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Tag Archive: Weeping Angels


Review by C.J. Bunce

The third book in the new series of hardcover novels based on Batman stories from DC Comics, following The Killing Joke (reviewed earlier here at borg) and the Harley Quinn story Mad Love (reviewed here) is on its way to your comic book shop and other bookstores.  The Court of Owls is relatively new to Batman and DC Comics.  It’s a storyline that emerged from the New 52, the big DC reboot from seven years ago, created in the pages of Batman comics from writer Scott Snyder and artist Greg Capullo.  Just as DC was re-creating origin stories and restarting some story lines for various characters, The Court of Owls became the latest subversive crime unit, a mix of a secret society like Skull & Bones and the mid-century Mob, infiltrating every part of Gotham City, controlling everything from the police to the banks, business, and the government.  It was an entirely new creation, so Snyder was challenged with establishing a foundation of events no reader had encountered in Batman’s then 72 years, but thenceforth became a part of established Gotham City history and lore.  This is the focus of a new novel edition of the storyline, Batman: The Court of Owls, written by tie-in author Greg Cox.

People are catching fire, human spontaneous combustion style, across Gotham.  As Bruce Wayne aka Batman investigates with Commissioner Gordon, it becomes clear crime scene information is similar to crimes of record from Batman’s past sleuthing.  An element is common among the remains, tying these deaths to a secret society that Batman previously encountered and confronted in the underground Labyrinth lair–The Court of Owls.  The Court of Owls consists of a small but far-reaching group of the wealthy and powerful who meet in secret and wear a sort of Eyes Wide Shut face mask system, and their henchmen, called Talons, also wear masks, and possess unnatural regenerative qualities.  They are fierce and possibly unbeatable.  Enter the missing Joanna Lee, rescued in a shoot-out in Gotham years ago by Batman, she was an art history student studying a historic Gotham sculptor when she vanished.  As Bruce, butler Alfred, and ally Barbara “Batgirl” Gordon piece together the history of the city and this sculptor’s strangely pervasive art, they learn the impossible has happened: This 19th century artist created works depicting future events decades before they happened.  What they have in common opens up a past that was in front of Bruce Wayne all his life.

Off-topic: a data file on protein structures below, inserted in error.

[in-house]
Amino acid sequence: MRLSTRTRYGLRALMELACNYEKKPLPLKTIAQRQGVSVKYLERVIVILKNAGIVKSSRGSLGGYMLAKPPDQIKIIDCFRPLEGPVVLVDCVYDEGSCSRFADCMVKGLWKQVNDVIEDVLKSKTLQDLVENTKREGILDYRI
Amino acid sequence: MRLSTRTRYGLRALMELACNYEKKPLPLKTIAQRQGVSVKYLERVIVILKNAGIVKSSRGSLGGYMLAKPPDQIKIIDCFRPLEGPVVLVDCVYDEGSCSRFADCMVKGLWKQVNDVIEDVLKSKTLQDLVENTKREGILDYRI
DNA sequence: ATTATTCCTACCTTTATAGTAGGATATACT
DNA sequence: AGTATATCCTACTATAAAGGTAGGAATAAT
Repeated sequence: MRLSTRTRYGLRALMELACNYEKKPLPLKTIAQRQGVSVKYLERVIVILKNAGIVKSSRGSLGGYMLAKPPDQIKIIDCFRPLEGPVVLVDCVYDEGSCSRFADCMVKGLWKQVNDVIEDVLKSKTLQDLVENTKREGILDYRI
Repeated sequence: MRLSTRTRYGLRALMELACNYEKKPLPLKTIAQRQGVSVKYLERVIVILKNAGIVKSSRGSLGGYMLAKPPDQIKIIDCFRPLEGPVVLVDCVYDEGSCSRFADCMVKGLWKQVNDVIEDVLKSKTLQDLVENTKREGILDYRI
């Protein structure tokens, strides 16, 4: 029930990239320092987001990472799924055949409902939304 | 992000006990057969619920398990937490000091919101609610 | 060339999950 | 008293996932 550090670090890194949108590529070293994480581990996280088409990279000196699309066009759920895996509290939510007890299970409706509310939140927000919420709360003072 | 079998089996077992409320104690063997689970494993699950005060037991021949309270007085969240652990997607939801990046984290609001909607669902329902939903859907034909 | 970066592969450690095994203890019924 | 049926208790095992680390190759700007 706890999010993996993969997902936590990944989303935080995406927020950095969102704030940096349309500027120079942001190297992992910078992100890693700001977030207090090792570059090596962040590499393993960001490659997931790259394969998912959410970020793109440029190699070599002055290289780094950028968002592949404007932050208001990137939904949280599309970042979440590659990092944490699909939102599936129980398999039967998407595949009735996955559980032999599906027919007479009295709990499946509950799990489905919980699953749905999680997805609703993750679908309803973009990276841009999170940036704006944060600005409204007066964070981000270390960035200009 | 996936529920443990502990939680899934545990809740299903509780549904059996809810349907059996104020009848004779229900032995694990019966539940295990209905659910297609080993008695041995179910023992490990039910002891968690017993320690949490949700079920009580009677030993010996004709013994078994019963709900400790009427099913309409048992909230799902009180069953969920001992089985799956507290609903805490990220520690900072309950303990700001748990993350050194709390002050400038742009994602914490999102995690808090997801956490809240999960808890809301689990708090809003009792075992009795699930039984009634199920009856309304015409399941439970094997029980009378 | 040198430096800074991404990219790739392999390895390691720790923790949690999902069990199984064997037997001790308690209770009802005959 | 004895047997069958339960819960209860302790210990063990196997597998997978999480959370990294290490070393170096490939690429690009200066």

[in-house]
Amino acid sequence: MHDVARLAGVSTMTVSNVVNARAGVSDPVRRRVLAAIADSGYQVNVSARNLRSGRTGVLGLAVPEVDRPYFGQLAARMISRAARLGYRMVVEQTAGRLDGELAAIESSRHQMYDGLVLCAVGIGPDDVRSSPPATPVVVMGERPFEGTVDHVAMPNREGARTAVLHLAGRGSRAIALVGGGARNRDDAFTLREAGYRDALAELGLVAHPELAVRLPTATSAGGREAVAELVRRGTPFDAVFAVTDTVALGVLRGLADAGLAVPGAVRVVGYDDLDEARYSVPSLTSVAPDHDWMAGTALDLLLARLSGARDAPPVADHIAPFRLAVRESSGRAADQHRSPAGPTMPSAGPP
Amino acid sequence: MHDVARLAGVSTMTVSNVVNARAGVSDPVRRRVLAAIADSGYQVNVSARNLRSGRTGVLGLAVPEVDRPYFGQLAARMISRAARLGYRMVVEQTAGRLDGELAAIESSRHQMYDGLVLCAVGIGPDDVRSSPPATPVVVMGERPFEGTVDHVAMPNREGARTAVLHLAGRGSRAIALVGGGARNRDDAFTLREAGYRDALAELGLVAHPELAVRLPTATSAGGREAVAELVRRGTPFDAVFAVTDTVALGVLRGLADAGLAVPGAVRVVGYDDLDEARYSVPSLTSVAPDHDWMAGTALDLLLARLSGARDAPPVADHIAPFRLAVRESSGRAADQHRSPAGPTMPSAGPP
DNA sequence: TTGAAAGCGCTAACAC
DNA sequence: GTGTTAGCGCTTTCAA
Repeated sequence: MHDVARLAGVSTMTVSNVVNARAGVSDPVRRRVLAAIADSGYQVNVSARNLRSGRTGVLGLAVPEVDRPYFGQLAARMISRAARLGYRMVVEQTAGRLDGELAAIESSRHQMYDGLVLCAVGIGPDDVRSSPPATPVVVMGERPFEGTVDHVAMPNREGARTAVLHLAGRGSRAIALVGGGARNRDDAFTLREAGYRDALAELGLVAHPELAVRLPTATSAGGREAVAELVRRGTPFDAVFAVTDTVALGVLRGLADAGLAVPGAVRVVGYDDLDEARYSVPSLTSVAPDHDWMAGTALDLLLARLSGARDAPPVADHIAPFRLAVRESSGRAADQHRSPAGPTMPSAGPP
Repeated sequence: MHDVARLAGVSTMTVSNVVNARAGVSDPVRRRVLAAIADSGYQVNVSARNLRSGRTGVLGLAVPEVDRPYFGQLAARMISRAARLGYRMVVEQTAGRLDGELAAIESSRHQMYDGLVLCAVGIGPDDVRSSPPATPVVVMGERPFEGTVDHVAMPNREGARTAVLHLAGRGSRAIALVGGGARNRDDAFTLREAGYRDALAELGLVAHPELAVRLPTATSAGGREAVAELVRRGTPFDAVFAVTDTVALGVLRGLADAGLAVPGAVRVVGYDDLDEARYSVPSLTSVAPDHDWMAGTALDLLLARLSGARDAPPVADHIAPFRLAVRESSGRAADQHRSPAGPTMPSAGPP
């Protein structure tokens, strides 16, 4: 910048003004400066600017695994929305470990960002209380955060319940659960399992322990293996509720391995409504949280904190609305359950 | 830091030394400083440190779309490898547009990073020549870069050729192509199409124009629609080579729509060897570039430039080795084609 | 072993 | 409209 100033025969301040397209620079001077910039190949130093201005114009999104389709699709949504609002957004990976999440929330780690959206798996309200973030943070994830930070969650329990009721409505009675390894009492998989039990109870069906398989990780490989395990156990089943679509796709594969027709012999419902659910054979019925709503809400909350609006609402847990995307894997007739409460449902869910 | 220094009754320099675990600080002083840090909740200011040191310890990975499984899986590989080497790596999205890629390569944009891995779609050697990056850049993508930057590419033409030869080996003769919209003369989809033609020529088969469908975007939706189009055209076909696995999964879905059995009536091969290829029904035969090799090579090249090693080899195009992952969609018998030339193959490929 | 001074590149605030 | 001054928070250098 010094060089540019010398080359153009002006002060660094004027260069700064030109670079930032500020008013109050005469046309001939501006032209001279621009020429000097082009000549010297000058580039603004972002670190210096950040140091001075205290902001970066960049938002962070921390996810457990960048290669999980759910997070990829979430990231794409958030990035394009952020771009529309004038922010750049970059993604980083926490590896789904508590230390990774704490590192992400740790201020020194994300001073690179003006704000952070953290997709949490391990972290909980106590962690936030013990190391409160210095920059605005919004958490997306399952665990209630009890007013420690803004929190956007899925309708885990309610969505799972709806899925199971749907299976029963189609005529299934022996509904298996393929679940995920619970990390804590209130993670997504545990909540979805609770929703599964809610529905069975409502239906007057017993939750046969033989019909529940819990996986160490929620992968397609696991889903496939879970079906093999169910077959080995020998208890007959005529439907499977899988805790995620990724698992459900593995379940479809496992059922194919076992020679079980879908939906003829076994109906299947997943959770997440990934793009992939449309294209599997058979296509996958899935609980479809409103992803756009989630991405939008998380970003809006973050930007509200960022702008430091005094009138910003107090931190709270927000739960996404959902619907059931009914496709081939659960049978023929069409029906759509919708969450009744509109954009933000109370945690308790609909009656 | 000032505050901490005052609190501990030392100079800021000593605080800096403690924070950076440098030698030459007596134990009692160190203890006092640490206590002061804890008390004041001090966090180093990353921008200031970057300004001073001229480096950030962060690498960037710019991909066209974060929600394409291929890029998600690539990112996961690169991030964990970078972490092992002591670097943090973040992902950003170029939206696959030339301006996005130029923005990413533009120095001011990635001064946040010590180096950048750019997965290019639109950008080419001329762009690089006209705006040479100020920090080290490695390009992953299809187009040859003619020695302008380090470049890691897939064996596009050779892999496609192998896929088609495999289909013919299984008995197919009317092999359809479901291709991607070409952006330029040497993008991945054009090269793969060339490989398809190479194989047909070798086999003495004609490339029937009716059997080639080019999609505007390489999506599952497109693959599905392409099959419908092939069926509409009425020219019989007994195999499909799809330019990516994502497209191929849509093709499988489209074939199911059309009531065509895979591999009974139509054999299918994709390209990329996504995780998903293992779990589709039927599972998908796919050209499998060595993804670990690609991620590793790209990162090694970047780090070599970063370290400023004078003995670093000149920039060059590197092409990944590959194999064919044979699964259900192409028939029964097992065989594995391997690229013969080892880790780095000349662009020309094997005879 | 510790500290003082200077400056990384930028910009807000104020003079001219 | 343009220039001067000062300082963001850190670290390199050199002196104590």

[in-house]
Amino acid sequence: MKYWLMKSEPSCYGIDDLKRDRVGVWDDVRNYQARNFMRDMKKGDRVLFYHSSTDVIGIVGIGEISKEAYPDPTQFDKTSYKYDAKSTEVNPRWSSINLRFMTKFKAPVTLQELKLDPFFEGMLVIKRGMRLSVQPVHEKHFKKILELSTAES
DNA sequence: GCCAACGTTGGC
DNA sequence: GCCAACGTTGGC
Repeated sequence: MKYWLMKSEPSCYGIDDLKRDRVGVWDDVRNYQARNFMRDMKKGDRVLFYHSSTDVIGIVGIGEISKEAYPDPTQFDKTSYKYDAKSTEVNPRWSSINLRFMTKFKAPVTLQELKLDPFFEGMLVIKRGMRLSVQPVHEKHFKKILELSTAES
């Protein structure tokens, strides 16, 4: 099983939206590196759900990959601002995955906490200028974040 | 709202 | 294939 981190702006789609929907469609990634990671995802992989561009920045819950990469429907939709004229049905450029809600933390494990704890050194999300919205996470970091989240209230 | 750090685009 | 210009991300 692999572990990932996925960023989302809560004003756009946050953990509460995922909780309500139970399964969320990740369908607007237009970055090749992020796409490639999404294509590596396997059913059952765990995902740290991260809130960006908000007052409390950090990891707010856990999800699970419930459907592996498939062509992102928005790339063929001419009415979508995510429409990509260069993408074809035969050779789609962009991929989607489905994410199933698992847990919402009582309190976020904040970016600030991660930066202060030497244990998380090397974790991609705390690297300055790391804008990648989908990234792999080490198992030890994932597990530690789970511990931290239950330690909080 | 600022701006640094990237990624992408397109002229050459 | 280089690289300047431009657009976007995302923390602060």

As a standalone novel, Batman: The Court of Owls is a solid, worthy Batman story, a complete adventure that doesn’t require much prior knowledge from the reader.  It’s not an adaptation of the New 52 story, but incorporates various elements from the original, comic book version of The Court of Owls story, plus elements from related stories, Night of the Owls, City of the Owls, Fall of the Owls, and Scourge of the Owls

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By Elizabeth C. Bunce

“People assume that time is a strict progression of cause to effect, but actually from a non-linear, non-subjective viewpoint – it’s more like a big ball of wibbly-wobbly, timey-wimey… stuff.”  Thus the Tenth Doctor (David Tennant) explains temporal theory to a “clever and listening” Sally Sparrow (Carey Mulligan, Never Let Me Go, The Great Gatsby) in the best-ever episode of Doctor Who, “Blink” (2007).